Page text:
BOSTON (AP)—The Anaheim Angels crowded around video monitors in their clubhouse after a 6-5 victory over Boston on Friday night, watching replays of Jeff DaVanon crashing into the wall in pursuit of Trot Nixon’s line drive.
Although the players and coaches argued about whether the ball would have been a homer if DaVanon hadn’t touched it, one thing was certain:
“It was a heck of an effort, either way,” manager Mike Scioscia said. “He almost made a terrific catch, but it’s just an incredible effort for him to keep that ball in the park.”
The Angels rallied from a four-run deficit to take a 5-4 lead, then took the lead again after Boston tied it in the seventh. It was still 6-5 with two out in the bottom of the eighth when Nixon drove the ball toward the short fence outside the right-field bullpen.
DaVanon tracked the ball to the wall and snagged it before he crashed into the fence, his glove continuing over the wall after the impact. The ball popped up, and DaVanon tried unsuccessfully to grab it with his bare hand; Nixon made it to third easily with a triple.
“That’s why I don’t play football,” DaVanon said, “because I can’t hold it after I get hit.”
Brendan Donnelly got Shea Hillenbrand to ground out to first to end the inning, protecting the lead and his perfect ERA through 22 1-3 innings this season. Troy Percival came on in the ninth to earn his sixth save in as many opportunities, striking out the first two batters before getting Johnny Damon to pop up to right on the 11th pitch of the final at-bat.
DaVanon, who was an eighth-inning pinch-runner and defensive replacement, seemed uncomfortable getting so much attention for a ball he dropped. But Donnelly, for one, was grateful.
“I thought it was gone,” he said. “I know I got his best effort.”
Brad Fullmer was 3-for-4 with an RBI double that gave Anaheim its first lead of the game as the Angels returned to the small ball that helped them win the World Series. In addition to 11 hits, they also took advantage of two Boston errors, three wild pitches and a hit batsman.
“They came back from a 4-0 deficit,” Boston outfielder Johnny Damon said. “That’s why they won the World Series last year. There’s no quit in them. They did what it took.”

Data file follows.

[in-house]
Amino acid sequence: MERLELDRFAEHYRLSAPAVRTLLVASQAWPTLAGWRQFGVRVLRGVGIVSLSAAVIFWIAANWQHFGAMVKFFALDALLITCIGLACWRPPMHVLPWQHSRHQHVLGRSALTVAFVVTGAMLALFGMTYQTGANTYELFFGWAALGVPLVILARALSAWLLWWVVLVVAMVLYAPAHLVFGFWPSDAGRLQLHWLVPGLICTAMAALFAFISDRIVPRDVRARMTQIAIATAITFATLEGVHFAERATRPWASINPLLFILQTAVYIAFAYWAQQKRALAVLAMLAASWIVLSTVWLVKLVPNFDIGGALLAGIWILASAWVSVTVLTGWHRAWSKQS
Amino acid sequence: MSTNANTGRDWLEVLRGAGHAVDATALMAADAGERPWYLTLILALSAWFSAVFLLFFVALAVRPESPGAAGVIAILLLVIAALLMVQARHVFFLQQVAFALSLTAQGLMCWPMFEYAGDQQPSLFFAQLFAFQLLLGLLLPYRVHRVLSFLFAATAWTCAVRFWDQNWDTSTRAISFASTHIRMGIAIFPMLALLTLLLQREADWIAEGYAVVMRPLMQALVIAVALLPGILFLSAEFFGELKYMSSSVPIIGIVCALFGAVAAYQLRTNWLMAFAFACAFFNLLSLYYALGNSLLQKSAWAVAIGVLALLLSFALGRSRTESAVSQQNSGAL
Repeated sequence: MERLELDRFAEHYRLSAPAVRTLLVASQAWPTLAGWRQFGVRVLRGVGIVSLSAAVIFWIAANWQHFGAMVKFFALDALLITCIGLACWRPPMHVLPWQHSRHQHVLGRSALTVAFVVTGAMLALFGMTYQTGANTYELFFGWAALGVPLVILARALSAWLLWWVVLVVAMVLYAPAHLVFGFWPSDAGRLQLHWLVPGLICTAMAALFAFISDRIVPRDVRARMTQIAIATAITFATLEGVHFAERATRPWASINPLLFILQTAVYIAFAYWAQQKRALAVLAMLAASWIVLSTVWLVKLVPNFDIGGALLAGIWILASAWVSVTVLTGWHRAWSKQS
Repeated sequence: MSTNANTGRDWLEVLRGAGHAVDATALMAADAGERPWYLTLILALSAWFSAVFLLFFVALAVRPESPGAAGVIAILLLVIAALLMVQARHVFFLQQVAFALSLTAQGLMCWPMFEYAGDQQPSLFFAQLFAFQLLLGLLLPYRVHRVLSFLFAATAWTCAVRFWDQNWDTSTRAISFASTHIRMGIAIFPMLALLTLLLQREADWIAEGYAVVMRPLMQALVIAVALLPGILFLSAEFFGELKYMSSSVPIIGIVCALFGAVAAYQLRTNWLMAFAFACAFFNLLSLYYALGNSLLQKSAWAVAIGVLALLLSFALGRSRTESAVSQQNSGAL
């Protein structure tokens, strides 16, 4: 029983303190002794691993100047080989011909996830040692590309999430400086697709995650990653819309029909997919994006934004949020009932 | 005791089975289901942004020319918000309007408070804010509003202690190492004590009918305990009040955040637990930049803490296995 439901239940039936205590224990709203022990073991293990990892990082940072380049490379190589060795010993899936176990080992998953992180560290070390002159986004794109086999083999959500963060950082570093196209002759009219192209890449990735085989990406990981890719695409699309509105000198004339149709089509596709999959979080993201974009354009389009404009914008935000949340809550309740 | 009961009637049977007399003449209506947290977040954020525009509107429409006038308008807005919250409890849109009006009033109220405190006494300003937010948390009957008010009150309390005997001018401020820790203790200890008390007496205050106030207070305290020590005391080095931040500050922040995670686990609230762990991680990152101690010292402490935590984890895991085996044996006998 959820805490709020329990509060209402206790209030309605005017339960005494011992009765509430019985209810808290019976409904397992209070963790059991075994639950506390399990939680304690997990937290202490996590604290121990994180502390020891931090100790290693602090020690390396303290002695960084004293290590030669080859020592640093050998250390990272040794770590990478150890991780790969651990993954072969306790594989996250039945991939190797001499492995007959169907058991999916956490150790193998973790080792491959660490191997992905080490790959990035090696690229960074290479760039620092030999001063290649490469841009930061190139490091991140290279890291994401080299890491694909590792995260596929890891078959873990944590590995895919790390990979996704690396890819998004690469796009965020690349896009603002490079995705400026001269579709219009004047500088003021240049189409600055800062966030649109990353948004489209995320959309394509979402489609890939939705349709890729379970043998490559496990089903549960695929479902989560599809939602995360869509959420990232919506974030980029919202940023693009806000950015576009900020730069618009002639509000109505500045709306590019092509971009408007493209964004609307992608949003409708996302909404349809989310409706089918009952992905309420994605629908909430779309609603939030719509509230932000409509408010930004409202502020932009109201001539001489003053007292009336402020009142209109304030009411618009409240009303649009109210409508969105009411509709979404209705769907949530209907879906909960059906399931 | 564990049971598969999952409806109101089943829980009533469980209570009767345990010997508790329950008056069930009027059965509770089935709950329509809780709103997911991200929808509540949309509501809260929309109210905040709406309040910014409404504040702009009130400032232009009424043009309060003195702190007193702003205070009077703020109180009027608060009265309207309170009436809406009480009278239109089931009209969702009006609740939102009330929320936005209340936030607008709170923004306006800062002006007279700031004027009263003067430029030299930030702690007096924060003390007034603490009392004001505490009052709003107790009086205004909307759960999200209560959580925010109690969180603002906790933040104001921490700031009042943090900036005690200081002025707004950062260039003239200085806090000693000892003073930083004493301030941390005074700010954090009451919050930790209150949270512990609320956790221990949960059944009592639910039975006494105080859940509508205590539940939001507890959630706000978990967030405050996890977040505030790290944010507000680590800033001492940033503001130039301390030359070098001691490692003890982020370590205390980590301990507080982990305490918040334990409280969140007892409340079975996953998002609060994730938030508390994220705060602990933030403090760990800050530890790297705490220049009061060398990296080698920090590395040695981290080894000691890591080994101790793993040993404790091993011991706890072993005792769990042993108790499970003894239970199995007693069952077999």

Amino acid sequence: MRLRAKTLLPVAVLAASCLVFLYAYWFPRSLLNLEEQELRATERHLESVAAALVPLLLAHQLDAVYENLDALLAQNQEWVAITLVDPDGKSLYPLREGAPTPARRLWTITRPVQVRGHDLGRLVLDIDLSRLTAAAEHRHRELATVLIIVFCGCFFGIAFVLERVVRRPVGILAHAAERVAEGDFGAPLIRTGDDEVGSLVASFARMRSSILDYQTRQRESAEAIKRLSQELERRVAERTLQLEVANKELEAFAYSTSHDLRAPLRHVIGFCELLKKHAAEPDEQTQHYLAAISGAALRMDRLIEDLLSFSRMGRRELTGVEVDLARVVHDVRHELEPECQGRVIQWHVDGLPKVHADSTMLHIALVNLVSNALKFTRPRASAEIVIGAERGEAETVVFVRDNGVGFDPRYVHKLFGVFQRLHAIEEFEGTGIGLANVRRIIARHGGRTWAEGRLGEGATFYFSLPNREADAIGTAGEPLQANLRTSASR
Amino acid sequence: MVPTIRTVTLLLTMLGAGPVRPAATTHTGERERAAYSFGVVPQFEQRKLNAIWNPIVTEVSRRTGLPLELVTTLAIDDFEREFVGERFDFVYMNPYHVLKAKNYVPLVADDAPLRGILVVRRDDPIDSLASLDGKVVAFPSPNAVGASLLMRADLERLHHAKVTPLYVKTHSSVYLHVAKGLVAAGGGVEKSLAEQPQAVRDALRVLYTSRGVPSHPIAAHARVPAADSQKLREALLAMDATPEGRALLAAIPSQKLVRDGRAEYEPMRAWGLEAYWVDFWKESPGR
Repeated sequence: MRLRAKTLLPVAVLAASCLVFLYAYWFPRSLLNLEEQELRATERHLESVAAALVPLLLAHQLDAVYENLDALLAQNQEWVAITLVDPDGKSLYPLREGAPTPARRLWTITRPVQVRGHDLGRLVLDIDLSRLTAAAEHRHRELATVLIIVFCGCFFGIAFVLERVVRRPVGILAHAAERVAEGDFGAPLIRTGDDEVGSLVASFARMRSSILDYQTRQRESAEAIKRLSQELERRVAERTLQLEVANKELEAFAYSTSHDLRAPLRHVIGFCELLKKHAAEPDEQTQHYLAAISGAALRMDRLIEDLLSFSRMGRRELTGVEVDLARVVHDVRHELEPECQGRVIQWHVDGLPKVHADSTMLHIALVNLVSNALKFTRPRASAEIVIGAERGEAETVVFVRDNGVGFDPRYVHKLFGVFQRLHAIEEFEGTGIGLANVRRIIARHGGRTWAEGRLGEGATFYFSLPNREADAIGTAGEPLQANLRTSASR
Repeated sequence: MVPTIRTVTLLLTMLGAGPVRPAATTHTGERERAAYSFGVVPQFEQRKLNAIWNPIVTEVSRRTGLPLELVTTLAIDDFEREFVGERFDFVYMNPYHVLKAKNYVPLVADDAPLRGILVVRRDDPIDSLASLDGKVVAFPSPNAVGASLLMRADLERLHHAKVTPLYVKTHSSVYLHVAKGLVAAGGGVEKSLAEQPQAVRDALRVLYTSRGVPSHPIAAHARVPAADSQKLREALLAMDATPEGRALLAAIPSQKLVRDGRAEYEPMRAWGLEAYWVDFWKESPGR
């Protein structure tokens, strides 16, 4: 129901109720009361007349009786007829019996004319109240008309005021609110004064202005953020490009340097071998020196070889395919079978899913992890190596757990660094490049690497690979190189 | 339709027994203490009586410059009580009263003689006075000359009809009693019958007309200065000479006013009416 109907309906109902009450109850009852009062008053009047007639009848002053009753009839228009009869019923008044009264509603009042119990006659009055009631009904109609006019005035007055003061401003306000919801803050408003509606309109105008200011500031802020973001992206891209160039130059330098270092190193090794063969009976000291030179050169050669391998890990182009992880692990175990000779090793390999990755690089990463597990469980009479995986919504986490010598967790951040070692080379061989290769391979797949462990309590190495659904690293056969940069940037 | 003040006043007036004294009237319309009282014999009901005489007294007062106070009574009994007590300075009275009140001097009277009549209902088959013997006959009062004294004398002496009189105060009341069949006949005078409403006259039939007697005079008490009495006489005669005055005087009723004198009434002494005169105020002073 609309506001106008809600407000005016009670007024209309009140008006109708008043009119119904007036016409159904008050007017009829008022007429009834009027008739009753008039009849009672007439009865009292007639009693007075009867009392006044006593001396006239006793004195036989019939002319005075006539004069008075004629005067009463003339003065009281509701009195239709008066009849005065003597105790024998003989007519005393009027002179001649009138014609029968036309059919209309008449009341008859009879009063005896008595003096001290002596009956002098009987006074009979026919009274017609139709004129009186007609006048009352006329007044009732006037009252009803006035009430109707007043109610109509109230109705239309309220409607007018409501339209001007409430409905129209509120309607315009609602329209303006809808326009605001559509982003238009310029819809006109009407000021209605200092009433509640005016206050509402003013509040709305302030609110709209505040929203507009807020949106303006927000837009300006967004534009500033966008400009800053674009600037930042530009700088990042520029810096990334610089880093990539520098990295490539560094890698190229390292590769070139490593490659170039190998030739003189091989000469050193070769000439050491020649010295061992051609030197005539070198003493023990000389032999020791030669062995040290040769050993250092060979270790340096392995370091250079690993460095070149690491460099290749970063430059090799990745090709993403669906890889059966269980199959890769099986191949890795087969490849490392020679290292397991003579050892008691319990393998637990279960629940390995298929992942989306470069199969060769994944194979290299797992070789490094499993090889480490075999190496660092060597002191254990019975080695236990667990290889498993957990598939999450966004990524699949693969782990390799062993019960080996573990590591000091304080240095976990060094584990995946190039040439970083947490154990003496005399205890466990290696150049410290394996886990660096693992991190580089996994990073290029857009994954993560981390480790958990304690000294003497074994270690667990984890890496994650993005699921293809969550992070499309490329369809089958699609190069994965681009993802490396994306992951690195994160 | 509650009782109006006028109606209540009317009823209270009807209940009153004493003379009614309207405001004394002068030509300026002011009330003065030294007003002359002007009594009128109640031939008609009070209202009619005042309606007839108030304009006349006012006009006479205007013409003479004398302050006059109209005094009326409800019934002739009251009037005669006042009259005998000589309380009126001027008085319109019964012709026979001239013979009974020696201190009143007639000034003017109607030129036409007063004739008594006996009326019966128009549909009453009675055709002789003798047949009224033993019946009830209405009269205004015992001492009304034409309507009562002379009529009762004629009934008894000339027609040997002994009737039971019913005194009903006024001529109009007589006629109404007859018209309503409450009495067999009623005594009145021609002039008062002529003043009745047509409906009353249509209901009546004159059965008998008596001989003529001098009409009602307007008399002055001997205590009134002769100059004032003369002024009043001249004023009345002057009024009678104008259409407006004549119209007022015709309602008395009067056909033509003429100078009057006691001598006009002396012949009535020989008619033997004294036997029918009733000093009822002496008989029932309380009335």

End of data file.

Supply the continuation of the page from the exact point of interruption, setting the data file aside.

Francisco Rodriguez (4-1) blew a 5-4 lead in the seventh but got the win when the Angels took the lead back in the eighth. He allowed one run on one hit and a walk, striking out two in one inning.
Alan Embree (2-1) gave up one run on two hits and a walk in one inning.
The Red Sox led 4-0 before Anaheim scored on a pair of RBI groundouts in the third. The Angels tied it in the fifth on two walks, an error, two wild pitches and Scott Spiezio’s double.
Tim Salmon doubled and scored on Fullmer’s double to break the tie in the seventh. Boston made it 5-all on Damon’s RBI single.
Todd Walker, Nomar Garciaparra and Manny Ramirez hit consecutive singles in the first to score one run before Hillenbrand hit a two-run single to make it3-0. Jeremy Giambi homered to lead off the second and make it 4-0.
Spiezio popped up to second base in the second inning to end a streak of reaching base nine consecutive plate appearances. He had five hits, three walks and a hit by pitch. Bobby Grich set the Anaheim franchise record with 12 in 1984. … Eckstein and Garret Anderson are the only two Angels to have started all 40 games. … Sunday will be “Sun Awareness Day” at Fenway Park, sponsored by the Red Sox and the Massachusetts Melanoma Foundation. Fans will receive a kit with sun block, information on avoiding sunburn and a card of Boston P Derek Lowe, who had a cancerous growth removed from his nose over the winter. … Garciaparra extended his hitting streak to 17 games with a first-inning single. It’s the longest active streak in the major leagues. … Damon stole a base in the second inning. He was thrown out in the fourth for his first caught stealing of the year after 10 successful attempts. … Before the game, the Red Sox promoted the upcoming series with the New York Yankees, playing music from the movie “Star Wars.” Red Sox president Larry Lucchino has taken to referring to the Yankees as “The Evil Empire.” … Salmon drew his 867th walk as an Angel in the eighth, breaking the club record held byBrian Downing. … The Angels held a team meeting before the game.